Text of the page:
Fig. 2; Mair in the market at noon.
Fig. 2; Mair in the market at noon.

Since the matter was last written about at this site, Thomas Mair has of course been found guilty of murdering Jo Cox in a trial that was described by Nick Kollerstrom as a monologue by the prosecution. Mair’s was a deliberately targeted attack for political purposes – hence he is a new kind of terrorist against the political consensus (which is what we, who disagree, will all be demonised as in due course). So, naturally from the court reporting available to us we get the impression that when Thomas Mair stationed himself on the corner of Market Street and Chapel Lane in Birstall on the morning of the 16/6/16, it was to install himself in a place from whence he could pounce on Jo Cox as she arrived for her surgery at Birstall Library in Market Street:

[Footage of Mair shows him walk] into the market square, where he takes station on the top corner of Market Street across from the library.


He lay in wait outside Birstall Library for the mother-of-two to arrive.


Louise Keskin [who worked at the neighbouring accountants] said the man in the attack was the same one she had noticed lingering outside the Vape Lounge [on the  corner of Market Street and Chapel Lane] some time before the killing.


The CCTV shows us that Mair was in the vicinity, but he was a bit more random than the purposeful character he is portrayed to be.

Fig. 3; Mair opposite the market again.
Fig. 3; Mair opposite the market again.

At approximately 11.52am, Mair is shown on the corner in front of the Vape Lounge (Fig. 1), but this isn’t directly adjacent to the library. According to Google Maps it is about 100 feet away. Mair is wearing a grey suit jacket, and black trousers, and he is holding a brown jacket over his left arm – we’ll return to the matter of his clothing later in this article and then in a subsequent one. Mair also has some baggage with him, although not all of it is visible at all times in the images. There was a darkish holdall, and there was also a white carrier bag.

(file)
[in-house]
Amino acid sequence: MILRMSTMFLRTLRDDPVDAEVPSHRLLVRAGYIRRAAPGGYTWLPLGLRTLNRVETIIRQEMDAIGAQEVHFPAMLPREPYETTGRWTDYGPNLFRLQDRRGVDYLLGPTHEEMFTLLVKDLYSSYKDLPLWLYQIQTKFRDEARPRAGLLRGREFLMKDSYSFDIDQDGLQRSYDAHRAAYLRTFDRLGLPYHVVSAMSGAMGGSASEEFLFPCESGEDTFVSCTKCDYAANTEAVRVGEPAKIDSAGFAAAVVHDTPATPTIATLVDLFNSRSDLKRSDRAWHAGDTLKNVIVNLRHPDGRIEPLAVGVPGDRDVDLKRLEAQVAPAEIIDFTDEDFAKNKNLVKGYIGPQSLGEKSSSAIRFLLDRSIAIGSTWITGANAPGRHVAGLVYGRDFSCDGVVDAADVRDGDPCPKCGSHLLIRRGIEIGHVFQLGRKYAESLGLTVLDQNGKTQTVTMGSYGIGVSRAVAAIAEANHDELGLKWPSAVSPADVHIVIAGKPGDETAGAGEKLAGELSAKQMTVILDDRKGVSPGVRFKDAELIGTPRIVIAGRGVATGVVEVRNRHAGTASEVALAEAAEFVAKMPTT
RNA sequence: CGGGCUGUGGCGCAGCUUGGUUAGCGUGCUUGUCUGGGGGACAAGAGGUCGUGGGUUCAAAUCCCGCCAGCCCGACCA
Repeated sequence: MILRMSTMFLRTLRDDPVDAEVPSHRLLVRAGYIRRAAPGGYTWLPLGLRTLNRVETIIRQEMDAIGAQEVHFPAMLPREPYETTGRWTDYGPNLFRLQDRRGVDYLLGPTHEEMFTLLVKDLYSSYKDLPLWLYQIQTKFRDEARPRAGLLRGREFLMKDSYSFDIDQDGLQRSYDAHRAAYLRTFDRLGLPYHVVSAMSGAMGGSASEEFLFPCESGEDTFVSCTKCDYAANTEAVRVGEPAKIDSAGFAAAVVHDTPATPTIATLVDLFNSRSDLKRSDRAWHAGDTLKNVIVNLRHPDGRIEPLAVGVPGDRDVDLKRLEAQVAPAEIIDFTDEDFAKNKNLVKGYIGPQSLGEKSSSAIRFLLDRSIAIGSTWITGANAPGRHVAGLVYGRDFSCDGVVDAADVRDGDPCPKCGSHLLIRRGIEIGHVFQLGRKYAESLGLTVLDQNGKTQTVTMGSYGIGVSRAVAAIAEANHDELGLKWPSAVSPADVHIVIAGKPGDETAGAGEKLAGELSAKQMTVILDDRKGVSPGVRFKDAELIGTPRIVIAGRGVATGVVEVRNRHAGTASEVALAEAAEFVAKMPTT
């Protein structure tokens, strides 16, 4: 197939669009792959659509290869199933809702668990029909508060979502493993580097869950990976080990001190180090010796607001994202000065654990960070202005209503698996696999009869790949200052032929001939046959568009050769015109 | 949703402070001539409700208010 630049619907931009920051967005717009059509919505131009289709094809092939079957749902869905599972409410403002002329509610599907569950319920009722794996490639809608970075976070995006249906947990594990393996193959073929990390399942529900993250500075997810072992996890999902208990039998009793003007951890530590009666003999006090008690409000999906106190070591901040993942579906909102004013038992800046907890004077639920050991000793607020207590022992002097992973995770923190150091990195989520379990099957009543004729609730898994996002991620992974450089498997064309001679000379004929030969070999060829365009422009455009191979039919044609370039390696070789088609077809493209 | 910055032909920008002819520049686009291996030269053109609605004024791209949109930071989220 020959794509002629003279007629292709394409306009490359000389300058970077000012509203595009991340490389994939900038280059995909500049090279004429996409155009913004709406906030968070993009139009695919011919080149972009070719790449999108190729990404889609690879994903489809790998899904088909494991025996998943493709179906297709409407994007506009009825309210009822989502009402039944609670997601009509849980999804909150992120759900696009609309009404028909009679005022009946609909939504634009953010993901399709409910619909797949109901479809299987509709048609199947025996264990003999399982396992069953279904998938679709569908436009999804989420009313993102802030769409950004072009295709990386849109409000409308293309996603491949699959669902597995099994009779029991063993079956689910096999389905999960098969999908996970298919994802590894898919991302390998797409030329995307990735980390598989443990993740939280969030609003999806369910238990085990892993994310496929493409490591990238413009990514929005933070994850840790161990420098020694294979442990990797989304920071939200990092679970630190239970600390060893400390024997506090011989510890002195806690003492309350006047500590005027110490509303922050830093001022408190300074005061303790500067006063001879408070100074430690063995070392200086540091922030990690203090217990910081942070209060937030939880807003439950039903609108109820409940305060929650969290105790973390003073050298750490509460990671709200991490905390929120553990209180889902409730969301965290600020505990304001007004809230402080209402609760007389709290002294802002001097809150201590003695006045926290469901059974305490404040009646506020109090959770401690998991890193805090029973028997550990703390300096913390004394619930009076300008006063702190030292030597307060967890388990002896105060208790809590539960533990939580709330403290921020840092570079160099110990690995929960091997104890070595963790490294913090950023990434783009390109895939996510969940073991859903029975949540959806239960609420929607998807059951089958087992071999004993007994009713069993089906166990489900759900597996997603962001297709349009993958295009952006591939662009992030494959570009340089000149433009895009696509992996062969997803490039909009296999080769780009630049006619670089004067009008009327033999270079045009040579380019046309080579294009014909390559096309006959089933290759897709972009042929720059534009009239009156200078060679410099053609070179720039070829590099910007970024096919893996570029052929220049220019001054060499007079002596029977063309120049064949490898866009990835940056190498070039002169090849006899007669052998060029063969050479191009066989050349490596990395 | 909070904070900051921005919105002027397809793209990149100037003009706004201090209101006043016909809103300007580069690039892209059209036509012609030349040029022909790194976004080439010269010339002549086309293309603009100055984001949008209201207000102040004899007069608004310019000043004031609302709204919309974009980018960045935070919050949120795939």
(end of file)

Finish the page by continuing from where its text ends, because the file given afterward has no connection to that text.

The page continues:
At some point between 11.52 and Noon, Mair had crossed over to the market on the other side of Chapel Road, because CCTV footage shows him crossing back at 12:01pm (Fig.2). Then we see Mair back on the corner of Market and Chapel in footage timestamped 12:09 (Fig.3). In a still shot found on the internet, Mair is once again shown in the market on the pavement of Chapel Lane (Fig.4). The time is 12:32pm.

Fig. 4; Mair in the market - again.
Fig. 4; Mair in the market – again.

So Mair’s behaviour during this period, then, was probably more accurately described by West Yorkshire Police on a web page they released giving an official public report on the case (that this report is fundamentally at odds with what was supposedly testified to in court is a matter for another article): “he was seen going to and fro across the market place and entering various bus shelters around the square.”

In fact, a witness in the trial (apparently) as much as said that he thought that Mair must have been waiting for a bus (source):

Witness Stephen Lees tells the jury he knows Thomas Mair and saw him waiting at a bus stop in Birstall shortly before #JoCox was attacked.

Mr Lees says Thomas Mair was wearing smart clothes, which he thought was unusual. “I did a double-take.”

Fig. 5; Cox is supposedly in the silver car ahead of the red one.
Fig. 5; Cox is supposedly in the silver car ahead of the red one.

As for the victim of this determined predator, the car carrying Jo Cox was said to have been seen on CCTV going up Market Street to the library at about 12:51pm (Fig. 5). In fact the CCTV footage shows the car about to park in a gap on the left hand side of the road (relative to the car) in front of the library. The timestamp on the footage shows 12:51.03.

The strange thing is that Mair is still seen in the market, on other CCTV footage, at 12:51.40 (Fig 7). We see him crossing Chapel Lane, to arrive on the library side of Market Street at 12:51.52 (Fig. 6), and he half disappears out of sight a second later. This is apparently the start of Mair’s attack run, and if you zoom in on the imagery, he certainly looks like he is still holding a bag in his right hand so, as we will see, he is all tooled up.

Fig. 6; Mair arriving in Market Street; 12:51.52.
Fig. 6; Mair arriving in Market Street; 12:51.52.

However, what the CCTV is telling us is that by the time Mair got to the top of Market Street, Jo Cox had already arrived outside the library some 48/49 (at the most) seconds ago.

The witness testimony suggests that Cox’s party didn’t hang about in the car after coming to a halt, but there is actually no telling if this is true when we find that testimony changing from one moment to the next, nor when it was very exact in the first place. Additionally, the library looks like it is a third of the way down the road, so given that Google Maps says it takes about a minute to walk along most of Market Street (Fig, 9),that means that we should allow anything up to another 20 seconds for Mair to intercept Cox on her way to the library. This would mean him arriving at the library, at the latest, at 12:52.12.

As far as the official story goes, this is all fine. The attack supposedly started at 12:52pm – which we can allow to mean in the 53rd minute after noon (source):

The attack started at 12.52am [sic], the court heard, and was captured in the distance by local council CCTV cameras.